Faculty of Information Technology

Monash University

Undergraduate - Unit

This unit entry is for students who completed this unit in 2014 only. For students planning to study the unit, please refer to the unit indexes in the the current edition of the Handbook. If you have any queries contact the managing faculty for your course or area of study.

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6 points, SCA Band 2, 0.125 EFTSL

Refer to the specific census and withdrawal dates for the semester(s) in which this unit is offered, or view unit timetables.

FacultyFaculty of Information Technology
OfferedClayton First semester 2014 (Day)
Clayton Second semester 2014 (Day)
Malaysia Second semester 2014 (Day)


This unit introduces students to core problem-solving, analytical skills, and methodologies useful for developing flexible, robust, and maintainable software. In doing this it covers a range of conceptual levels, from high-level algorithms and data-structures, down to the machine models and simple assembly language programming. Topics include data types; data structures; algorithms; algorithmic complexity; recursion; and translation to assembly language.


At the completion of this unit, students will be able to:

  • implement and modify common data types such as stacks, queues, lists, trees, priority queues, heaps and hash tables using a variety of data structures such as arrays and linked nodes. Implement simple algorithms that manipulate these data types. Construct new basic data types;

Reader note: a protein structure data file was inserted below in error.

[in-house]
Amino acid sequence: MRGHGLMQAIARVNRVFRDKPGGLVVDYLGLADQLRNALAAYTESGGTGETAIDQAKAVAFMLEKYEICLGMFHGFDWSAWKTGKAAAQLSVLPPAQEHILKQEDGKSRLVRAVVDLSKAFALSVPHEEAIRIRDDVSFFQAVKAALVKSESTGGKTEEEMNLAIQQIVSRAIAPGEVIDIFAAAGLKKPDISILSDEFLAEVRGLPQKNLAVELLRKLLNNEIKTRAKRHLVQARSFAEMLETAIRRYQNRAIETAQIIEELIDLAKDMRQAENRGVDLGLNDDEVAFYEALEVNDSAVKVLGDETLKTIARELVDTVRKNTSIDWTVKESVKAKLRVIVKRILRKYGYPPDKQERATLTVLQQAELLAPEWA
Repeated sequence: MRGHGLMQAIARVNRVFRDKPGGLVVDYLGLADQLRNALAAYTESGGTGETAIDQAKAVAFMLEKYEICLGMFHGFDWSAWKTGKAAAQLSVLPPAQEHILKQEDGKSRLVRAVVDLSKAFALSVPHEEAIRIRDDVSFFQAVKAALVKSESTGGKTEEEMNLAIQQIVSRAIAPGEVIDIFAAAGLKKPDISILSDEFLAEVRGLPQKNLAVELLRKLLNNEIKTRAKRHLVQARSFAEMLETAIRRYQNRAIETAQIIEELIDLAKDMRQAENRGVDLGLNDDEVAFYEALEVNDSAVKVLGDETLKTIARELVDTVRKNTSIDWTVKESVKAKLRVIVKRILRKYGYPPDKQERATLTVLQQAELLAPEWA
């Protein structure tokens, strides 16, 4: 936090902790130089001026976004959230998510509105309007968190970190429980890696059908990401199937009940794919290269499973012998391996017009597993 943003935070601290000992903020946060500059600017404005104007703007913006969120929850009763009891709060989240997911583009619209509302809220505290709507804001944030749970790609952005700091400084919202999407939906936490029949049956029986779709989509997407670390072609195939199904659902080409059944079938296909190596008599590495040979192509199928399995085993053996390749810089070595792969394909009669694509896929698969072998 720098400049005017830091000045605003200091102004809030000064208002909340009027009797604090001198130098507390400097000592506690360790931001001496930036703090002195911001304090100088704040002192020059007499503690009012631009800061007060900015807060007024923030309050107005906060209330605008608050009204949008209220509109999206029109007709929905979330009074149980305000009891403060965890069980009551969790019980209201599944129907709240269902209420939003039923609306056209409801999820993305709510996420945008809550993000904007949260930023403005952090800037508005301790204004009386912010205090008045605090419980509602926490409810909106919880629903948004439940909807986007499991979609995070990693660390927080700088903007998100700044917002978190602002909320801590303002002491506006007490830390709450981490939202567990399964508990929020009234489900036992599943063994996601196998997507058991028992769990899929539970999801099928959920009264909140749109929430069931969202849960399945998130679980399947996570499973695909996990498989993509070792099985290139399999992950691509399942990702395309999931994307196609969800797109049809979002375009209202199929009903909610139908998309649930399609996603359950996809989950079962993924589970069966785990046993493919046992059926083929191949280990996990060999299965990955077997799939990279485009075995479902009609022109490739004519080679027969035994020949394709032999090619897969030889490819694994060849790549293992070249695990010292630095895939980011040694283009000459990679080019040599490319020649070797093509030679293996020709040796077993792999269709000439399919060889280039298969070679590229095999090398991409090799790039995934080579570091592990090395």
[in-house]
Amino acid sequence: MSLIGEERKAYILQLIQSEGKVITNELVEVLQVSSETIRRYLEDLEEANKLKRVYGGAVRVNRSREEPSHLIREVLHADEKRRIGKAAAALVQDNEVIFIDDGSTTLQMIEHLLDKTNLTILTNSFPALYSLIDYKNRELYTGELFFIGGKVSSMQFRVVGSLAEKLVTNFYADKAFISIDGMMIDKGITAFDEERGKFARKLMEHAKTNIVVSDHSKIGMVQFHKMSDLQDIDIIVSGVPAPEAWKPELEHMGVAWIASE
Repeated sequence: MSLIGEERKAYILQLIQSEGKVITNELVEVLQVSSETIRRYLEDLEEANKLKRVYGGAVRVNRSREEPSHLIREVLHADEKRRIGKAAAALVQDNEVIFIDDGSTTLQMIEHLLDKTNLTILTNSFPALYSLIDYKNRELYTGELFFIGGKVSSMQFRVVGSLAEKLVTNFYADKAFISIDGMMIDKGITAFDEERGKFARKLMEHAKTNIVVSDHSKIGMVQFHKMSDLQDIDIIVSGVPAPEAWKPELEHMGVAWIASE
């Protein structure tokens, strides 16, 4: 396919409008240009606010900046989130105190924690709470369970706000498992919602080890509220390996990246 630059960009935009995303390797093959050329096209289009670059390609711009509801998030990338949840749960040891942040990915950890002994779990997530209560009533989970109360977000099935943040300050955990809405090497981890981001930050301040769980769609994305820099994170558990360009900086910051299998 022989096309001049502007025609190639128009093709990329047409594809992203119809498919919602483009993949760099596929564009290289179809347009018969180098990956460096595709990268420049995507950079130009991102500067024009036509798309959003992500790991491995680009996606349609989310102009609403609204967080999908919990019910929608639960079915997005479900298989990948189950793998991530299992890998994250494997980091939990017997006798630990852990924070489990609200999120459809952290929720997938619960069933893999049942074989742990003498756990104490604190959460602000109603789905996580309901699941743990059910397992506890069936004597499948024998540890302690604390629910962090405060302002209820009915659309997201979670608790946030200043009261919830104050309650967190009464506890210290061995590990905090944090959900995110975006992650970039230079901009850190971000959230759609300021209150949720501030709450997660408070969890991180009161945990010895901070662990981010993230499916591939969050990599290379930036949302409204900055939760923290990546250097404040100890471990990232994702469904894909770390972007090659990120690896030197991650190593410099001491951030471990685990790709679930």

• compare and evaluate different implementations of a basic data type and evaluate their implications regarding time complexity, functionality, and memory usage;
  • design and implement simple recursive algorithms and data structures, including those manipulating lists, trees and heaps. Assess the relationship between recursive and iterative algorithms, their advantages and disadvantages;
  • calculate the best case and worst case big O time complexity of simple iterative and recursive algorithms (including all those studied in the unit);
  • explain the differences between compilation, interpretation and hybrid compilation methods. Identify different compilation targets, including abstract machine code, assembly language, object code, and machine code. Manually translate simple high-level code containing if-then-elses, loops, arithmetic and function calls into the assembly code used by a particular computer architecture such as MIPS R2000.


Examination (3 hours): 70%; In-semester assessment: 30%

Chief examiner(s)

Workload requirements

Minimum total expected workload equals 12 hours per week comprising:

(a.) Contact hours for on-campus students:

  • Three 1-hour lectures
  • One 1-hour tutorial
  • One 3-hour laboratory

(b.) Additional requirements (all students):

  • A minimum of 5 hours of personal study per week in order to satisfy the reading and assignment expectations.

This unit applies to the following area(s) of study


(FIT1040 or ECE2071 or FIT1002) and FIT1029
Students beginning FIT1008 are assumed to be able to: Identify the main components of an algorithm (variables, operators, expressions, etc), and write the algorithm associated to the specification of a simple problem. Be able to translate a simple algorithm into a program containing variable declarations, selection, repetition, and lists and/or arrays.


CSE1303, CSC1030, FIT1015

Additional information on this unit is available from the faculty at: